Midnight Express is based on a true story about Billy Hayes (Brad Davis), a man who in 1970 was arrested in Turkey for attempted drug smuggling and made into a harsh example in a Turkish prison. After being caught trying to board an airplane with two kilos of hashish strapped to his body, he is given the chance to be released if he identifies the person who sold him the drugs. Rather stupidly, Billy tries to make a run for it in the streets, but is just recaptured and given a harsh prison sentence. The Turkish prison is brutal, full of sadistic guards who make foreigners a priority for mental and physical torture. As Billy’s family, lawyer and the American government work hard on the outside to find a way to get him released, the Turkish government decide to make an example out of Billy and raise his sentence to thirty years, when he only had about fifty days left.
Within the prison walls, Billy makes a few friends who teach him about the system. There’s Jimmy (Randy Quaid), a hotheaded American who stole candles from a church, Erich (Norbert Weisser), a Swedish pacifist. While Jimmy is bent on finding a way to escape, Erich is much more laid back, and eventually Erich and Billy begin a homosexual relationship. Later, Billy meets Max (John Hurt) who in his crazy well tells Billy that the only way out of here is to catch the Midnight Express, which means escape.
Director Alan Parker opens Midnight Express with an intense and thrilling scene. Billy, is about to attempt to smuggle drugs on a flight out of Turkey. We watch him methodically pack and tape packs of hashish to his body. Before we even see his face, we hear his heartbeat, a first indicator of the tension. As he and his girlfriend, Susan (Irene Miracle), get closer to the plane, we sense Billy’s nervousness in multiple ways. He runs off to the restroom to splash his face with water, take some quick breaths and check that his stash is secure. The terminal is heavily guarded. As his bag is being checked, the heartbeat soundtrack intensifies and we see sweat on Billy’s face. Once he has passed bag inspection, Billy seems to think he has made it and has a new spring in his step next to Susan. But that is short lived when he sees military personnel surrounding the plane. He tries to play dumb until the last minute, when someone finally pats him down right outside the plane and the hash is discovered.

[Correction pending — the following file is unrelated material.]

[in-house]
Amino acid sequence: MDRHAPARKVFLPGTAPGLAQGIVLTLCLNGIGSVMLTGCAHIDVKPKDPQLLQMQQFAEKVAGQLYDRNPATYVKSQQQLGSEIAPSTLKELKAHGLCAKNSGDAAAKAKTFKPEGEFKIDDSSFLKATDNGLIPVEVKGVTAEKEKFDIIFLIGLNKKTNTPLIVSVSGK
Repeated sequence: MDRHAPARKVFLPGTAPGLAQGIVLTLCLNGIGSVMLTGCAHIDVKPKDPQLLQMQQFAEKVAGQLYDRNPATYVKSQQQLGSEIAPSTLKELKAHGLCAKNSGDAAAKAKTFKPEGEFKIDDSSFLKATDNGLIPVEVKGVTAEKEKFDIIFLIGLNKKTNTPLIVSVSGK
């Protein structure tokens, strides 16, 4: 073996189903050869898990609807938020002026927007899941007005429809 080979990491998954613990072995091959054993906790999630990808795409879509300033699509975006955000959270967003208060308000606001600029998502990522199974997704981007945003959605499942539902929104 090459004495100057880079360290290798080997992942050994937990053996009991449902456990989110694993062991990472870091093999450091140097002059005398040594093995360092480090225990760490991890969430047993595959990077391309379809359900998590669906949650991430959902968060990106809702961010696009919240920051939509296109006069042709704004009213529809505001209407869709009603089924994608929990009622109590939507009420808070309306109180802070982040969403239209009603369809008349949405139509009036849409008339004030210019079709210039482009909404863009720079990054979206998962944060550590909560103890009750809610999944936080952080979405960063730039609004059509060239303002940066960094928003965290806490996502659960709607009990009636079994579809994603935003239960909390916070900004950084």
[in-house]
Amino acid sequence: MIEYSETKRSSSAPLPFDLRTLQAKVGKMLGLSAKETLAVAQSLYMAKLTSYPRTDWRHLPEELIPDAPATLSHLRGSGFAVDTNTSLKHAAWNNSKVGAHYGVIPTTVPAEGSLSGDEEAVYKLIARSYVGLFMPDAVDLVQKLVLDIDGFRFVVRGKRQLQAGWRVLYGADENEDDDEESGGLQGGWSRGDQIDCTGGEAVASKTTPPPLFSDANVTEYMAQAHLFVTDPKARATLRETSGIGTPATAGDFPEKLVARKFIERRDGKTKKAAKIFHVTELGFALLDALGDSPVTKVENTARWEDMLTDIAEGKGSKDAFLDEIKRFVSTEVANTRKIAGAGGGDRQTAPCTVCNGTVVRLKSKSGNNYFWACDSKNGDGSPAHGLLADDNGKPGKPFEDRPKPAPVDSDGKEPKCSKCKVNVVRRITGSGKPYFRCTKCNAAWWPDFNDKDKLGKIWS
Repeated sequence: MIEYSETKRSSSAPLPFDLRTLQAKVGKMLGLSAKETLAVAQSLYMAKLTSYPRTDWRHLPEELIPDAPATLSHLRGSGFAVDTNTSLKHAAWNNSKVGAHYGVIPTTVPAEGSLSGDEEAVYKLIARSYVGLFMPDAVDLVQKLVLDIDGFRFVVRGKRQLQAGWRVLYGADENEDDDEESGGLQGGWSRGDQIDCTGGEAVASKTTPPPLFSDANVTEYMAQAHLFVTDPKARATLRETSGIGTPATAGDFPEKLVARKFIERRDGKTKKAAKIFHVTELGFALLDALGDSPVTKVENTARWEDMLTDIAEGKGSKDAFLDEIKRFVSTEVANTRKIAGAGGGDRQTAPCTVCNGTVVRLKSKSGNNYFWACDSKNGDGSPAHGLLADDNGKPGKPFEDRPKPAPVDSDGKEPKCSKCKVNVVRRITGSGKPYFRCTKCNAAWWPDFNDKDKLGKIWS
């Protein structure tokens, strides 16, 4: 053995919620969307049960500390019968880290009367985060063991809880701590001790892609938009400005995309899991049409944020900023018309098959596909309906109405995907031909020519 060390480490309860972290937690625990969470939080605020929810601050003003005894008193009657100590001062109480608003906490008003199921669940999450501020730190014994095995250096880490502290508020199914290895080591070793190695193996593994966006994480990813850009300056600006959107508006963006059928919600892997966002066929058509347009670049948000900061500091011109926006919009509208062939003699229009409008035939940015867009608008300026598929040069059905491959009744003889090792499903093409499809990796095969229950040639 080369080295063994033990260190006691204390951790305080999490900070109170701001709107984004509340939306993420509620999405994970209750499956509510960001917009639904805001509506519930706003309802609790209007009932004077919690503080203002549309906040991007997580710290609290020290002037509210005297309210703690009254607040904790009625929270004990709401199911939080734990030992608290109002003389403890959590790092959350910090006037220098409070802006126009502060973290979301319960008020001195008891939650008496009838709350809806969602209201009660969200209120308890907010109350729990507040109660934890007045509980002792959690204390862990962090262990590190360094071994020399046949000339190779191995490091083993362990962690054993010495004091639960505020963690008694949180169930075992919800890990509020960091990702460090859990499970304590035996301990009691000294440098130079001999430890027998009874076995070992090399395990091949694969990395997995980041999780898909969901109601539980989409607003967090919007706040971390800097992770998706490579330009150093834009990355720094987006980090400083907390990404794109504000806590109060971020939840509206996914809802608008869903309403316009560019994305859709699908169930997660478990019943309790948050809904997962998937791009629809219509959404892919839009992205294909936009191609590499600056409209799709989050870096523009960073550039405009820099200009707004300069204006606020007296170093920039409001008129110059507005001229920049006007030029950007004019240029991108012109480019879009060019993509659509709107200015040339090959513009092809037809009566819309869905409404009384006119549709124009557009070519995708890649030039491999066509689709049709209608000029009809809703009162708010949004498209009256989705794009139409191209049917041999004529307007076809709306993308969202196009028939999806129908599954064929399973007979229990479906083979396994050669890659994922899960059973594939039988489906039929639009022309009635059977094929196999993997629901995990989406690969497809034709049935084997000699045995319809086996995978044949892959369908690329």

The whole smuggling scene is masterfully done. Everything is shown to us and we have to figure out exactly what’s going on, rather than blatantly be told and narrated to. And the tension build up is perfect, pitting us at the edge of our seats within the first few minutes of the film. If you’re lucky, you’ll find yourself sweating with Billly.
Compared to this wonderful opening build up, the rest of the film can feel like a well structured, light torture film. It is not a torture film, but that suspenseful edge seems to be lost once Billy is thrown in prison and is stripped of any real power. The conditions in this Turkish prison are brutal and the beatings are worse. On Billy’s first night behind bars, he sneaks himself a blanket and is strung up by his feet and they are beaten as punishment. It’s terrible, I was afraid he would be crippled before one full day. These sort of brutal, sadistic punishments happen all the time in this prison, even to children. Soon, our hero, Billy, is also dealing out some gruesome punishment, enough to get him tossed in the criminally insane ward. The scene there, where the men just walk in a circle can feel like The Snake Pit on Turkish steroids. Unless you’re the kind who can laugh and munch popcorn during movies like Saw or Hostel, Midnight Express is going to make you wince.
“Everyone runs around stabbing everyone else in the ass. That’s what they call Turkish revenge. I know it must all sound crazy to you, but this place is crazy. ”